Defense of the Settlers of Saint Dominique: Or, a Quick Look at the New Declaration of the Rights of Man, Particularly as it Relates to the Colonies
The French Revolution of 1789 had enormous repercussions in France’s Caribbean colonies. In August 1791, slaves in the colony of Saint-Domingue staged a massive revolt, setting in train the chain of events that ultimately led to the founding of Haiti in 1804. In 1792, the de facto government of revolutionary France sent commissioners to the colony to enforce a decree by the National Assembly that enfranchised free blacks and mulattoes, but that did not yet free the colony’s slaves. Under growing pressure from the revolt and threatened by invading British forces, in late 1793 commissioner Léger Félicité Sonthonax issued a decree freeing the slaves. An estimated 10,000 French settlers from Saint-Domingue fled to the United States, where many of them agitated for the return of their colonial properties. This work of 1796, in French but published in Philadelphia, is an appeal for the protection and restoration of the former colonists’ rights. It is written with reference to the principles in the Declaration of the Rights and Duties of Man and of the Citizen, drafted by the National Convention and put into effect on October 26, 1795, as a modified version of the original Declaration of the Rights of Man and of the Citizen, adopted by the National Assembly in August 1789.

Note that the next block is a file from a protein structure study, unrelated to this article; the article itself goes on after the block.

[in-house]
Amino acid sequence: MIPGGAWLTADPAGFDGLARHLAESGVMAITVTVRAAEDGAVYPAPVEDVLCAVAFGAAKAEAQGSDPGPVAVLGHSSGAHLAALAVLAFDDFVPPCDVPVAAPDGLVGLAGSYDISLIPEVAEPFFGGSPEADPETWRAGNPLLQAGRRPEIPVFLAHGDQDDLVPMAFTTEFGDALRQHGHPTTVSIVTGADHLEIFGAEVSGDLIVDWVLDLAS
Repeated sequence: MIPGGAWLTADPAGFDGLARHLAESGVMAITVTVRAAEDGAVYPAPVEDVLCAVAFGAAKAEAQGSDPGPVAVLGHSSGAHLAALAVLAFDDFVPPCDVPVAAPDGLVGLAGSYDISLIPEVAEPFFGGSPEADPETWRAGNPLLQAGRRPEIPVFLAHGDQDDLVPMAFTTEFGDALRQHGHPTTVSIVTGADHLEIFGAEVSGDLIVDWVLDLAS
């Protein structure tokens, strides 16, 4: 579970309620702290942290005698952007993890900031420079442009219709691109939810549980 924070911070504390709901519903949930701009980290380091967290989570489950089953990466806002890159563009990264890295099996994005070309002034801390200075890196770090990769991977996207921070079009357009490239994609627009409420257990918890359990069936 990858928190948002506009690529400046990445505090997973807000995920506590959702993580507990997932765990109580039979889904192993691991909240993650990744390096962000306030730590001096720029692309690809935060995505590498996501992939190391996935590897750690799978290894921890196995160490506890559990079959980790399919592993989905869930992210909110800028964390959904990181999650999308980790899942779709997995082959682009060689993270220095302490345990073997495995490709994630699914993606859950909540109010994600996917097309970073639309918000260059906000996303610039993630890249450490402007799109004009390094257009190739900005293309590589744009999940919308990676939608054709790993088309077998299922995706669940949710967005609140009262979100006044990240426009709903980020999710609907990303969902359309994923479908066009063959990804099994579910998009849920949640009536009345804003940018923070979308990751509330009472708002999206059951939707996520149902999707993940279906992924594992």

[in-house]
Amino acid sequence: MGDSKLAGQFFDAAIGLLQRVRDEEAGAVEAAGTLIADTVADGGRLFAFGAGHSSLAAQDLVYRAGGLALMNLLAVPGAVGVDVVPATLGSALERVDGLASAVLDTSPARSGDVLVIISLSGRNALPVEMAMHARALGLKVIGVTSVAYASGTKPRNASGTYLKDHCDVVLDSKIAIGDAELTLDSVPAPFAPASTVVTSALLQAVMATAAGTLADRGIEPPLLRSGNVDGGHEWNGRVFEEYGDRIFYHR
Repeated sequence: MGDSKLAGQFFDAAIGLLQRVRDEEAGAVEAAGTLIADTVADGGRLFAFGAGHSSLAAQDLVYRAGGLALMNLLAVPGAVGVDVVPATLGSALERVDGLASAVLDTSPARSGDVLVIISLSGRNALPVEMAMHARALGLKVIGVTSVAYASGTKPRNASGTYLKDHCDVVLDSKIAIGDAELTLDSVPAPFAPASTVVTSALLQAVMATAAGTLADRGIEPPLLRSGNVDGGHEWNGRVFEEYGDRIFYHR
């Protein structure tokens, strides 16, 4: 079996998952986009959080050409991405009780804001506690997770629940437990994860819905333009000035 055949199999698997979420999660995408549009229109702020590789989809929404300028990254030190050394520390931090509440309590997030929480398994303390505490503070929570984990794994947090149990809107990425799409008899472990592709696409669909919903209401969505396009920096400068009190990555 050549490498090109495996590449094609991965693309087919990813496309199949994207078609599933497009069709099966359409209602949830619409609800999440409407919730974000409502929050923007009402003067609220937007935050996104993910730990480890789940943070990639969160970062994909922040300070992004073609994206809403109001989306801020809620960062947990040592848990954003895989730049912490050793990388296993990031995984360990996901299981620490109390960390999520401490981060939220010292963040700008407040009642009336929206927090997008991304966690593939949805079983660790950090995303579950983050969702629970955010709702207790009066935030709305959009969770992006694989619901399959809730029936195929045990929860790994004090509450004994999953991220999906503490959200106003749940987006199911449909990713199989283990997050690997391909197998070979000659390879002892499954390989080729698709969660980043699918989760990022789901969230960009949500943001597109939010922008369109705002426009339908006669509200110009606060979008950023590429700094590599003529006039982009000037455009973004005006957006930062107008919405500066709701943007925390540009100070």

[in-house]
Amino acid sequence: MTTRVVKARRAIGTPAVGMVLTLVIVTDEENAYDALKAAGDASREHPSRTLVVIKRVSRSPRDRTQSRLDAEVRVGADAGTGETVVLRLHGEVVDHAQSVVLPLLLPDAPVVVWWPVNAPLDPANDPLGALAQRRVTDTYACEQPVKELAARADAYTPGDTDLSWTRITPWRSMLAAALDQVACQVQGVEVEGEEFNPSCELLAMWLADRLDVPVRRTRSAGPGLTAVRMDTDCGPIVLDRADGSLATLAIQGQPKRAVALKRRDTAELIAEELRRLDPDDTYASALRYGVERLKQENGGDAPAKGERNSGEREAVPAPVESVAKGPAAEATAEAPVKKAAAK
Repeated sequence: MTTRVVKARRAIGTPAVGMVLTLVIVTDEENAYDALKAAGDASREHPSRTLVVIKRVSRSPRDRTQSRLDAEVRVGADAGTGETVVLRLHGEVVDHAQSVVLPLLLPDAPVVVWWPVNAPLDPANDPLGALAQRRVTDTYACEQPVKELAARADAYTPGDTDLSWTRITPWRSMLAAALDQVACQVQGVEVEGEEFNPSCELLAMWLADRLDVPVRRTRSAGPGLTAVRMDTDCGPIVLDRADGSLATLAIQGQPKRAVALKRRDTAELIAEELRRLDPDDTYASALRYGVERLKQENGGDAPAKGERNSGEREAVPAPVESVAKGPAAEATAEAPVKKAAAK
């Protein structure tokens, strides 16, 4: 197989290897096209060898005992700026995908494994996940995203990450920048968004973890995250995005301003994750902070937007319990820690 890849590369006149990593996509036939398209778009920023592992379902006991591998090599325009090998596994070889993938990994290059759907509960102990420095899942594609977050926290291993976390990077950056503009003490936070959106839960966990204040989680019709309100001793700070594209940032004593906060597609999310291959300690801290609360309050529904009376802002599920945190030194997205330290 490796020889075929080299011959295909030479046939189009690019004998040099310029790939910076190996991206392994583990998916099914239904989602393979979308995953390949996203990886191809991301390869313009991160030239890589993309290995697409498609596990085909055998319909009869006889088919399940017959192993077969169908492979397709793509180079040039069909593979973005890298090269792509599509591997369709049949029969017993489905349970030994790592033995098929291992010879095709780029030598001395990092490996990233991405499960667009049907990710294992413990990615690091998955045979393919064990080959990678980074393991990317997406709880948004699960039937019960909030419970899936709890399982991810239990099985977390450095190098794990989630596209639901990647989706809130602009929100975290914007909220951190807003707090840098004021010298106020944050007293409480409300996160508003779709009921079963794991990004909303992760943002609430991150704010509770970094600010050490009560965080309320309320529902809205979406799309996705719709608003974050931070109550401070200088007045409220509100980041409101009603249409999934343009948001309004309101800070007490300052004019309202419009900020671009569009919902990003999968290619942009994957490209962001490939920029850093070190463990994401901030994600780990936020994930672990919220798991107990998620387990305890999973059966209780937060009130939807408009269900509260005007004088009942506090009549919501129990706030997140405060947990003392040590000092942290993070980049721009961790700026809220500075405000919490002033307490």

Moreau de St.-Méry, Philadelphia, Pennsylvania
Title in Original Language
Défénse des colons de Saint-Domingue, ou, Examen rapide de la nouvelle Déclaration des droits de l'homme, en ce qu'elle a particulièrement de relatif aux colonies
Type of Item
179 pages ; 19 centimeters
Last updated: September 29, 2014